From where they are today, these highly indebted companies may find equity to be the only – if any – source of finance to minimise the damage to their productive capacity.

This leads to the second motivation for equity.

Some of these companies may struggle. As will others who were already being challenged by underlying structural shifts in the economy, some of which have probably been accelerated in recent months.

A fifth of the companies facing cash-flow deficits had poor profit performance even before the virus disruption. It would always be tough for companies in that position to raise new finance to withstand the disruption.

These issues – debt and structural change – mean some companies will be forced to make cuts and some may fail or close. The number of paid employees has fallen by around 700,000 since Februaryfootnote [10]. And we have seen announcements of plans for over 100,000 redundancies. Unemployment and business insolvencies will rise.

If we are to limit the extent of economic scarring, new muscle must be created to replace that which is lost. Businesses must be born and be able to grow, to seize new opportunities, create new productive capacity and new opportunities for employment. And that will require new equity.

The third motivation for more equity is that some companies who can bridge the virus disruption effectively with more debt could then consider their balance sheets overstretched.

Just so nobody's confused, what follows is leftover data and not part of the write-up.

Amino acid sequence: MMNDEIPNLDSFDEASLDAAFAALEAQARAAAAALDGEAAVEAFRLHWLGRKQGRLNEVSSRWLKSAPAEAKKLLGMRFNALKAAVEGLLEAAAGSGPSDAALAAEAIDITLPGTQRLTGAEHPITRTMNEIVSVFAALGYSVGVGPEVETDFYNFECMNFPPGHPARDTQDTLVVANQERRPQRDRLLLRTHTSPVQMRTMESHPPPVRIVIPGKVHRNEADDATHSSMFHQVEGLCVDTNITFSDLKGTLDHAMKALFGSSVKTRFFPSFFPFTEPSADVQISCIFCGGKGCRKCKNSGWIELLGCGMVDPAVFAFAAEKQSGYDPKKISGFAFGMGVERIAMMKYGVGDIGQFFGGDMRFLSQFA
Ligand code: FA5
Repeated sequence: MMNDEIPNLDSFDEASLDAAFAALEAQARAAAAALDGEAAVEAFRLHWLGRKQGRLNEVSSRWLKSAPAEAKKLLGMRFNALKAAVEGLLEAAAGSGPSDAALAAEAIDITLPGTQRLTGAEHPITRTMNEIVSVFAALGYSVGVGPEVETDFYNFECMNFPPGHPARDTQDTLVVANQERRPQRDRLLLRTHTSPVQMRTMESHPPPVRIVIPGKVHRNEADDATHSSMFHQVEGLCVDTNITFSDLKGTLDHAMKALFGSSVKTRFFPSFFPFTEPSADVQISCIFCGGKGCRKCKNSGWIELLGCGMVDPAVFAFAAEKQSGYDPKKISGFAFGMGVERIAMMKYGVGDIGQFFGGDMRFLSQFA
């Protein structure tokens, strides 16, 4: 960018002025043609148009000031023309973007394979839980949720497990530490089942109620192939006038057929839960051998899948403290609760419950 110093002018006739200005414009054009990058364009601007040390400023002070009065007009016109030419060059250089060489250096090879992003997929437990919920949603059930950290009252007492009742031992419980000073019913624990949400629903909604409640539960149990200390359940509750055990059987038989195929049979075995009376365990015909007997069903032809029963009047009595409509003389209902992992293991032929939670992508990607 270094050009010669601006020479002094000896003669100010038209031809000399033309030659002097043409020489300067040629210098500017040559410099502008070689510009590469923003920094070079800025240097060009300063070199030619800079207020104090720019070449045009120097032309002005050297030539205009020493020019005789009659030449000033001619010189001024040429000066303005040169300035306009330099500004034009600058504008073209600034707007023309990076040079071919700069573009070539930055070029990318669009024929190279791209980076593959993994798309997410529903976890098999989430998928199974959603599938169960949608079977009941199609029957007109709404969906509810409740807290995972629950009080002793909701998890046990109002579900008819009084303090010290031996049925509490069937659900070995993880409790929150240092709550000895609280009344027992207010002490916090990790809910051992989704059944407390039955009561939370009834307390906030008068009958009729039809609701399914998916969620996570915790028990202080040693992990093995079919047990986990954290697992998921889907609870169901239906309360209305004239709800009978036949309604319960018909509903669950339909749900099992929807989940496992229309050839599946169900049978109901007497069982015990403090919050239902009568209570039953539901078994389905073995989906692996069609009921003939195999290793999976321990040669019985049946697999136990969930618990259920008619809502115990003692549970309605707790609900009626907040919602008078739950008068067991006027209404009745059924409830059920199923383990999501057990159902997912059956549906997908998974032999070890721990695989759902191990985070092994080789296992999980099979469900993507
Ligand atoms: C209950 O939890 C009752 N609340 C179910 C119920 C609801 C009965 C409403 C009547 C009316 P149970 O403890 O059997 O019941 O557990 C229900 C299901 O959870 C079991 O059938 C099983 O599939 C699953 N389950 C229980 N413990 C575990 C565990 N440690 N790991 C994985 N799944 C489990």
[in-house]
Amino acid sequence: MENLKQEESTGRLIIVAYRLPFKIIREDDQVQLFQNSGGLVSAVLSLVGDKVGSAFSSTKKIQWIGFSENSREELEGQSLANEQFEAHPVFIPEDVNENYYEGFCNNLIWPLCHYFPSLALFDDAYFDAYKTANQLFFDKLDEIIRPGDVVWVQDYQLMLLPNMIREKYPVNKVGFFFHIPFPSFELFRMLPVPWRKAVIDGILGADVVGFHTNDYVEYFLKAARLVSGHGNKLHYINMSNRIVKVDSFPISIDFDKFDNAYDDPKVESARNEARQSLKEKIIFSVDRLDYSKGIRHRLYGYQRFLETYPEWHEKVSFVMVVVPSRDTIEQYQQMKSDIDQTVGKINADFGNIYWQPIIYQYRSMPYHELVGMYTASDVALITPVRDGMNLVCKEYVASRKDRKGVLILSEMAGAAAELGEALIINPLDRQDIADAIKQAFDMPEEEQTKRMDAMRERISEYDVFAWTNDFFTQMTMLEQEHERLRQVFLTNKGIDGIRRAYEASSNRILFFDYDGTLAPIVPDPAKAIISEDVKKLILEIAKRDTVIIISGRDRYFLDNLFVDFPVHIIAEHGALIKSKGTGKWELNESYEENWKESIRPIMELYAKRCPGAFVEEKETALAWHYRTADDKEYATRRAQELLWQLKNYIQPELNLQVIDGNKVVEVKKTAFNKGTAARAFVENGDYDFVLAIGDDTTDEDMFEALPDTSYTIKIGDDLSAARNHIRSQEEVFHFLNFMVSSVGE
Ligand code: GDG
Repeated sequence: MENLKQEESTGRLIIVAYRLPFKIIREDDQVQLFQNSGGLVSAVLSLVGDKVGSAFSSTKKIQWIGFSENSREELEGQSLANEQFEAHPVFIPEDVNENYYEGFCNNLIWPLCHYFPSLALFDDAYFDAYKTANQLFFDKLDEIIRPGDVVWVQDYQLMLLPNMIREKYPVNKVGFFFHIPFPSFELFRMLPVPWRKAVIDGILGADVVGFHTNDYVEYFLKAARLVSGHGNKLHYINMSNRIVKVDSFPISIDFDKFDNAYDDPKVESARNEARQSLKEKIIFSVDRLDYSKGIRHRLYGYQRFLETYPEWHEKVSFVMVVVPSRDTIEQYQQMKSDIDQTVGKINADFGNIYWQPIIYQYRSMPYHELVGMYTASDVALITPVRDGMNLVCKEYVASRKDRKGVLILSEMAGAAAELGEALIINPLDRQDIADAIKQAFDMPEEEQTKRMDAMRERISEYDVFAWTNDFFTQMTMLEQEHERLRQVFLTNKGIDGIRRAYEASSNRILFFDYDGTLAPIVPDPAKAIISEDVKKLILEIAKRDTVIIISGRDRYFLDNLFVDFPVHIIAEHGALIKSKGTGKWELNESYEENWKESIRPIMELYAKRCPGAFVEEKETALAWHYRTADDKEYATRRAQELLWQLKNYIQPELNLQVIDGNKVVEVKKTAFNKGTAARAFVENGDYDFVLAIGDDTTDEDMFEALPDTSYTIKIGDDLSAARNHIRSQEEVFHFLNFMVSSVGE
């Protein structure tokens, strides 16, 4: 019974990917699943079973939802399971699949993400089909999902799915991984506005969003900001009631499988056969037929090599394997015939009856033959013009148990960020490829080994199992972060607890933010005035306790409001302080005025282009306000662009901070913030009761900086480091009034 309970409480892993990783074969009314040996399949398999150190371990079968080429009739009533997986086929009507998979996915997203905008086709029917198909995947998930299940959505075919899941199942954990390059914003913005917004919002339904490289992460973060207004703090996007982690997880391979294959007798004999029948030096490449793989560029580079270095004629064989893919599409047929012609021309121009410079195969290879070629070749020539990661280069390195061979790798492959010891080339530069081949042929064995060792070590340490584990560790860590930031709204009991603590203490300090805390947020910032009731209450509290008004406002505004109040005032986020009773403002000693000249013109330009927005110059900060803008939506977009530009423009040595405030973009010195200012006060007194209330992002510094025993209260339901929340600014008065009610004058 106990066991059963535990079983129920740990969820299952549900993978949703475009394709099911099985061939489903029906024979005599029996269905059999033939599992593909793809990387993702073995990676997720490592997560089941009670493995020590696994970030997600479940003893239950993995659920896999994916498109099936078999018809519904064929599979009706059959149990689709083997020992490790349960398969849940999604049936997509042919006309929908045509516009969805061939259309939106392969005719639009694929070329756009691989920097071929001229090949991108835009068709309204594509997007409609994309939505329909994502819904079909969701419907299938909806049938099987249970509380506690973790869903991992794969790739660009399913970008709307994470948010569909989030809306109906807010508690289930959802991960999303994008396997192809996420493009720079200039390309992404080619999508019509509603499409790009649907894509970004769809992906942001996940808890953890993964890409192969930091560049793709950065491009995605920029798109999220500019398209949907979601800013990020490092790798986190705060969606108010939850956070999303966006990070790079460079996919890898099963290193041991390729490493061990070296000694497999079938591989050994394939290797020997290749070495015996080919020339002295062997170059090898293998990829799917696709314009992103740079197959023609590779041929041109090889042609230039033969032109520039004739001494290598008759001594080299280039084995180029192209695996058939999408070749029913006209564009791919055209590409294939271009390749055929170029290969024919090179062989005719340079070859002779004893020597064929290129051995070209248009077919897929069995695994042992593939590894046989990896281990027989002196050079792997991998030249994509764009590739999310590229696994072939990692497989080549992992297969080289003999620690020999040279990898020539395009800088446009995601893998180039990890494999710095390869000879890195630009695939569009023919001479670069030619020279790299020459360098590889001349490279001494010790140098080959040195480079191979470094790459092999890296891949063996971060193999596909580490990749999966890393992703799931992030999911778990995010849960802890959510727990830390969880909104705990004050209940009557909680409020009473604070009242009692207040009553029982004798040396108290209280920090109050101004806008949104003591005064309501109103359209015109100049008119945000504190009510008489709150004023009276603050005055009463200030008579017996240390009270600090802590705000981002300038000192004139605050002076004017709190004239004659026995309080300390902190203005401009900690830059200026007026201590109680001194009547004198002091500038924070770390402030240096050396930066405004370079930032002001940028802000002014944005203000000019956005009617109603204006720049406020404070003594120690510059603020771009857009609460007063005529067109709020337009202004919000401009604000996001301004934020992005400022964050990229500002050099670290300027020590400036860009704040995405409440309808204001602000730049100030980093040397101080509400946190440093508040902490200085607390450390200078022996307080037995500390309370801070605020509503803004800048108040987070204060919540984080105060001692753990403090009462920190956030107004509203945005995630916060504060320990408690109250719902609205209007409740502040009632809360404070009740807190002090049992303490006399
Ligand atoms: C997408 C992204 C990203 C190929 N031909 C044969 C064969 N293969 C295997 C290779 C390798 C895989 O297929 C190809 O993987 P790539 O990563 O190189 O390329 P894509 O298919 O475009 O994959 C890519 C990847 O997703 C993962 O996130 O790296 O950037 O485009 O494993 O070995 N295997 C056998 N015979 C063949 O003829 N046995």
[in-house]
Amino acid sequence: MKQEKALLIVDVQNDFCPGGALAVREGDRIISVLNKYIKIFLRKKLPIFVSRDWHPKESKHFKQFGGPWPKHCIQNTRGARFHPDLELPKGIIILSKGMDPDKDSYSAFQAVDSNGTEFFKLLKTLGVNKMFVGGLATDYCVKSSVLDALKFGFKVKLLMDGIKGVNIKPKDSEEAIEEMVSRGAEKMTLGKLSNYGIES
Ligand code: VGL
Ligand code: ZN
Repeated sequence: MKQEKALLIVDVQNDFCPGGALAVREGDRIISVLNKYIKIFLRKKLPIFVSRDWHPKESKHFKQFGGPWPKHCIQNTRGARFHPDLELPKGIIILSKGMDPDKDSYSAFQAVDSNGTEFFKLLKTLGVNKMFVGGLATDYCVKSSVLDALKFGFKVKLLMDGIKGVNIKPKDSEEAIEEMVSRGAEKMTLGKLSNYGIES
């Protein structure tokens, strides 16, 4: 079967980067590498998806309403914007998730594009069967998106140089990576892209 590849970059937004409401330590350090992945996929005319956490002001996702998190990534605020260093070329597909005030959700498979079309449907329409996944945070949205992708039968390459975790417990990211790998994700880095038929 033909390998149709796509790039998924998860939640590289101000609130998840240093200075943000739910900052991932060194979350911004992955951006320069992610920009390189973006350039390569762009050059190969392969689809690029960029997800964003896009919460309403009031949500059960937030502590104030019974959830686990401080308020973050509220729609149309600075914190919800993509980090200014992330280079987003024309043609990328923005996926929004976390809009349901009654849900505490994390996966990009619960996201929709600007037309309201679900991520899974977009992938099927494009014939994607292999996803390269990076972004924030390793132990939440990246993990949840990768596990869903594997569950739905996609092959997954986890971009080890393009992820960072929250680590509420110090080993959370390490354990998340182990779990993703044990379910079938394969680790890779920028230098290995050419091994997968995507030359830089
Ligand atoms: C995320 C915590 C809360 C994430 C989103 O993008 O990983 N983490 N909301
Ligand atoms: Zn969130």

During the crisis, debt is the natural – fastest – way to raise finance for most companies. That’s why so much support has been provided to allow it to be raised. But it could leave an overhang.

That overhang won’t be one that, at current interest rates, presents an acute problem. The share of companies with interest payments taking up a material fraction of revenues is likely to remain low.

But it could create a chronic issue for the economy in the longer term. Greater leverage could damage companies’ ability to refinance and access new capital when dealing with future stresses. Government-guaranteed loans may need to be refinanced at higher rates in future.

Looking ahead to these possibilities, many prudent companies will want to repair their balance sheets, holding back on employment and investment to work the overhang off through time.

With enough companies in that position, what makes sense individually could be harmful collectively; it could drag future growth. So it is essential to give companies every means to repair and restructure balance sheets by issuing equity to repay debt.